A Hong Kong-based subsidiary of Japanese trade conglomerate Sojitz Corp. agreed to pay approximately $5.2 million for violations of U.S. sanctions against Iran that occurred when rogue employees deliberately misled company executives and compliance regarding the true origin of goods worth more than $75 million.
The Treasury Department’s Office of Foreign Assets Control (OFAC) announced the fine Tuesday against Sojitz Hong Kong (Sojitz HK) for a series of transactions related to the procurement of 64,000 tons of Iranian-origin high density polyethylene resin, paid for through U.S. financial institutions to a bank in Thailand for a Chinese customer. The payments, 60 in all, occurred from 2016-18, OFAC said.
The trading by Sojitz HK “appears to have conferred significant economic benefits to Iran and undermined broad U.S. sanctions specifically targeting Iran’s petrochemical sector, a major source of revenue generation for the government of Iran,” OFAC said in its enforcement release.
Among mitigating factors, the parent company was not aware its subsidiary was violating U.S. sanctions and self-reported the apparent violations when they were discovered. Sojitz cooperated with the investigation, has had no previous sanctions violations, and implemented remedial actions, OFAC said. As a result, the apparent violations were considered non-egregious.
Compliance lessons: According to OFAC, Sojitz’s compliance team in Japan gave explicit and repeated instructions to employees of Sojitz HK that the law and company policy forbid U.S. dollar payments through U.S. financial institutions to pay for goods from Iran. Despite those warnings, several Sojitz HK employees arranged to pay for the resin sourced from an Iranian manufacturer for a Chinese customer. One of the employees was a mid-level manager.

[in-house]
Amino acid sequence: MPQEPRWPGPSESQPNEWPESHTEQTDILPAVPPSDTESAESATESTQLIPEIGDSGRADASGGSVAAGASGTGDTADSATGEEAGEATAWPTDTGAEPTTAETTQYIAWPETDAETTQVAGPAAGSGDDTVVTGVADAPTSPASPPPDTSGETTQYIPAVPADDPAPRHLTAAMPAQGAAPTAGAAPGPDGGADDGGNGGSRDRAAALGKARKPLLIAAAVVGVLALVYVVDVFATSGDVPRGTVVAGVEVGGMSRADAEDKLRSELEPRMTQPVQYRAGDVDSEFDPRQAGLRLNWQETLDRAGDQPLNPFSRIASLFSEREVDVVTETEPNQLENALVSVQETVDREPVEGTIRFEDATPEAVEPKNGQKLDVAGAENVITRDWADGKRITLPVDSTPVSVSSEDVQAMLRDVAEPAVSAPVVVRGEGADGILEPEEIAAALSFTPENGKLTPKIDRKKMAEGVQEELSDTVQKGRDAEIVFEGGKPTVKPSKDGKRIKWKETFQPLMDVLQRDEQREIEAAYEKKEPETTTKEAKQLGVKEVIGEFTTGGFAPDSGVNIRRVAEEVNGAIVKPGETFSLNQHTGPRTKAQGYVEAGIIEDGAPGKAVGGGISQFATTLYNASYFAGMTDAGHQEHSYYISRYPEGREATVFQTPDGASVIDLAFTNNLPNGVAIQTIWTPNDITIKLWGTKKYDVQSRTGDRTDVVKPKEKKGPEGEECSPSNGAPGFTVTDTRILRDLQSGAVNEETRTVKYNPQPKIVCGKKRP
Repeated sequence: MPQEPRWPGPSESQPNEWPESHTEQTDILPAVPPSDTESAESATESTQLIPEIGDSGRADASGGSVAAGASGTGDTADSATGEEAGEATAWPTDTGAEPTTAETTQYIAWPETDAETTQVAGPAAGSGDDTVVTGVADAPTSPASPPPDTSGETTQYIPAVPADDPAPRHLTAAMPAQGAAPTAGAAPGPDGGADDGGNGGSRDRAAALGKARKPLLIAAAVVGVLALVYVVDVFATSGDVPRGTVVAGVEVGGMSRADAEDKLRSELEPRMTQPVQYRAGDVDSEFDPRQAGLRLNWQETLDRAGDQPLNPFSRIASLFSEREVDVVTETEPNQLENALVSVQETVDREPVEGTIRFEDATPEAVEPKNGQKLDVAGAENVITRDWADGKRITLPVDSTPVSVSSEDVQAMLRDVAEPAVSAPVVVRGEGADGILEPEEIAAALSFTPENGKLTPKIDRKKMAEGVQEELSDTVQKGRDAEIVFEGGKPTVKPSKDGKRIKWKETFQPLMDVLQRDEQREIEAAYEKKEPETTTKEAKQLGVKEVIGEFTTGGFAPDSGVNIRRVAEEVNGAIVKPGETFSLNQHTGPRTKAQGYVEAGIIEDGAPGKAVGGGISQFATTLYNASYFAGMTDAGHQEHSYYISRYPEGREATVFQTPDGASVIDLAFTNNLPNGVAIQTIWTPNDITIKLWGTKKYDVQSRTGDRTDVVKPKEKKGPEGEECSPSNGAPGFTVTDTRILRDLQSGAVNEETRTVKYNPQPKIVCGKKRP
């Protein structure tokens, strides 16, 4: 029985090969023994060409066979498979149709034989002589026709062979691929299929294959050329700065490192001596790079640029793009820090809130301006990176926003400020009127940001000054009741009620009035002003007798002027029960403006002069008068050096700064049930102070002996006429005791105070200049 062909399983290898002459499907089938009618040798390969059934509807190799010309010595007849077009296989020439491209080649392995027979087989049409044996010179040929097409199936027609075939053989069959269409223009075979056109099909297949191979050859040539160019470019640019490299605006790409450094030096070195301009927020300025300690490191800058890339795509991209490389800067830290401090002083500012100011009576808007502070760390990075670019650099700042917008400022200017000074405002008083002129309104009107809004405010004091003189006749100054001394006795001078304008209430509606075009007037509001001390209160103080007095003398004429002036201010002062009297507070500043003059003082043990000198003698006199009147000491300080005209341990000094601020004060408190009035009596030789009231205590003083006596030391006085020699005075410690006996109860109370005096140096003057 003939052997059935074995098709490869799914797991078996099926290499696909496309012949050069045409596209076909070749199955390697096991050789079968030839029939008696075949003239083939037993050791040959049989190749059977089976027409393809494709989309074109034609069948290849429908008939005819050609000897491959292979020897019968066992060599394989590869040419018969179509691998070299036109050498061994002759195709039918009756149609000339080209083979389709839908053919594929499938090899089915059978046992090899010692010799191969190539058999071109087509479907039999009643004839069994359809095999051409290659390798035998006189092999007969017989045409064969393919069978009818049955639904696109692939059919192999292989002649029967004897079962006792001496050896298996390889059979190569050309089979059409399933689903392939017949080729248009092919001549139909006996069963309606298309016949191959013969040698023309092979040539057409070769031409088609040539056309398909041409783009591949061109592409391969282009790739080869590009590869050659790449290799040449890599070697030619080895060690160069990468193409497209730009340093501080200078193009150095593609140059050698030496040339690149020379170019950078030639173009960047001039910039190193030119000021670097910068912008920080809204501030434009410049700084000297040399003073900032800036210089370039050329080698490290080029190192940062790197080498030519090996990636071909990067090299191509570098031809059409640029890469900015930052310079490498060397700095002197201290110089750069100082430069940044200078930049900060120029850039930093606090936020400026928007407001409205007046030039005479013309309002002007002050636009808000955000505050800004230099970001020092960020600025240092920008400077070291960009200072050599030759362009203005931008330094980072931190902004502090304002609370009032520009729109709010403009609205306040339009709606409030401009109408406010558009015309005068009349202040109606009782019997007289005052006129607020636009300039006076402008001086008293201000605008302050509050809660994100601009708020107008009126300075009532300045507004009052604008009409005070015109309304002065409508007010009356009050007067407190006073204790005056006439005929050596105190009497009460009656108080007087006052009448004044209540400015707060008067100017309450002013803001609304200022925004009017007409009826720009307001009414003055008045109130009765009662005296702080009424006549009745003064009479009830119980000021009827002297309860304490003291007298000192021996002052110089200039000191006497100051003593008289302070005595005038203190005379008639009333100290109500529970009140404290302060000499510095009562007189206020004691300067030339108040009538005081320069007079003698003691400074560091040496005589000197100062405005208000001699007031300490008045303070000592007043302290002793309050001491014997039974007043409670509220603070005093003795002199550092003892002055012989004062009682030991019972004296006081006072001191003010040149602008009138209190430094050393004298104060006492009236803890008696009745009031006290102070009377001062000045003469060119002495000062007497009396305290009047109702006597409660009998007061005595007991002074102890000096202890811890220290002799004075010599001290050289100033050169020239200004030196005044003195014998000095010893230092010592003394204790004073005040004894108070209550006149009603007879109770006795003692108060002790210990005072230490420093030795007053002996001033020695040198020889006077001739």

The Sojitz HK employees hid the fact the resin was made in Iran by representing on transactional documents and in the company’s internal business approval processes that it was made in Thailand. The Iranian manufacturer that produced the resin was not named by OFAC.
Among its remedial measures, Sojitz “conduct[ed] a thorough internal look-back investigation to identify the root causes of the compliance failures and significantly enhanced its compliance program to address deficiencies and minimize the risk of recurrence,” OFAC said.
Sojitz also fired the employees who engaged in the misconduct; revised its sanctions screening procedures “to require that the counterparties in all business transactions be subject to mandatory compliance screening to ensure that business is carried out in compliance with company-wide sanctions compliance policies and applicable laws and regulations”; and enhanced the independence and capability of its of its sanctions compliance unit “by housing the unit inside the legal department and hiring additional compliance expertise.”
OFAC recommends companies conduct “robust risk assessments to identify activities that pose greater sanctions risks,” then implement “appropriately tailored risk-based procedures designed to minimize violations” that include the ability of rogue employees to circumvent internal controls. Testing and auditing of a firm’s compliance program might also guard against such conduct, the regulator noted.
The case “further illustrates the importance for parent companies to ensure that appropriate compliance programs and procedures are implemented at their overseas subsidiaries and to exercise appropriate oversight over activities that may pose sanctions risks,” OFAC said.
“OFAC’s release captures the salient details of the event in question such that we do not have any additional comments,” Sojitz said in an emailed statement. “We are continually improving our policies and procedures to comply with relevant laws and regulations, including those with respect to sanctions.”